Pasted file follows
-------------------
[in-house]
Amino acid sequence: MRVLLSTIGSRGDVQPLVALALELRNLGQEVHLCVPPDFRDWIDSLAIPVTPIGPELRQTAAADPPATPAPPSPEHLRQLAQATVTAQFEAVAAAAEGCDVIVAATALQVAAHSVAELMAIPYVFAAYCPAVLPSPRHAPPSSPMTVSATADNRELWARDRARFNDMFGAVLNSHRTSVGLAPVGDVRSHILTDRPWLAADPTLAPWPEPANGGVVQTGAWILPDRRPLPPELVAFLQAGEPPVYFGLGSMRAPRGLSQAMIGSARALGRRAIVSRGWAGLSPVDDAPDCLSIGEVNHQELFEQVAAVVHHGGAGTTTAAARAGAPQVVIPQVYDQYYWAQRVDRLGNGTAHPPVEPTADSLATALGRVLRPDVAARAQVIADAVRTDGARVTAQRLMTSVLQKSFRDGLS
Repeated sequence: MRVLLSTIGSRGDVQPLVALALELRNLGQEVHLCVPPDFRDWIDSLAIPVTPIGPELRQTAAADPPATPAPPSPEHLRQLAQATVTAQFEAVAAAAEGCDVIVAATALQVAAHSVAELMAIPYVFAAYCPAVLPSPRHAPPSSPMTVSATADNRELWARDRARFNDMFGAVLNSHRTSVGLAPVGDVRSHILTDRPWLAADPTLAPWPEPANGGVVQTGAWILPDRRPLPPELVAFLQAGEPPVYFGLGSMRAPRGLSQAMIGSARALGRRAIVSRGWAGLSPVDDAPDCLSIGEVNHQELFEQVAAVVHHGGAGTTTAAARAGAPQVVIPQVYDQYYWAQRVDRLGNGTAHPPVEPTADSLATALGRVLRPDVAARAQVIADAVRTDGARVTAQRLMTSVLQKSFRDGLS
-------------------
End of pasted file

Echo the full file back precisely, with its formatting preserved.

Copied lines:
[in-house]
Amino acid sequence: MRVLLSTIGSRGDVQPLVALALELRNLGQEVHLCVPPDFRDWIDSLAIPVTPIGPELRQTAAADPPATPAPPSPEHLRQLAQATVTAQFEAVAAAAEGCDVIVAATALQVAAHSVAELMAIPYVFAAYCPAVLPSPRHAPPSSPMTVSATADNRELWARDRARFNDMFGAVLNSHRTSVGLAPVGDVRSHILTDRPWLAADPTLAPWPEPANGGVVQTGAWILPDRRPLPPELVAFLQAGEPPVYFGLGSMRAPRGLSQAMIGSARALGRRAIVSRGWAGLSPVDDAPDCLSIGEVNHQELFEQVAAVVHHGGAGTTTAAARAGAPQVVIPQVYDQYYWAQRVDRLGNGTAHPPVEPTADSLATALGRVLRPDVAARAQVIADAVRTDGARVTAQRLMTSVLQKSFRDGLS
Repeated sequence: MRVLLSTIGSRGDVQPLVALALELRNLGQEVHLCVPPDFRDWIDSLAIPVTPIGPELRQTAAADPPATPAPPSPEHLRQLAQATVTAQFEAVAAAAEGCDVIVAATALQVAAHSVAELMAIPYVFAAYCPAVLPSPRHAPPSSPMTVSATADNRELWARDRARFNDMFGAVLNSHRTSVGLAPVGDVRSHILTDRPWLAADPTLAPWPEPANGGVVQTGAWILPDRRPLPPELVAFLQAGEPPVYFGLGSMRAPRGLSQAMIGSARALGRRAIVSRGWAGLSPVDDAPDCLSIGEVNHQELFEQVAAVVHHGGAGTTTAAARAGAPQVVIPQVYDQYYWAQRVDRLGNGTAHPPVEPTADSLATALGRVLRPDVAARAQVIADAVRTDGARVTAQRLMTSVLQKSFRDGLS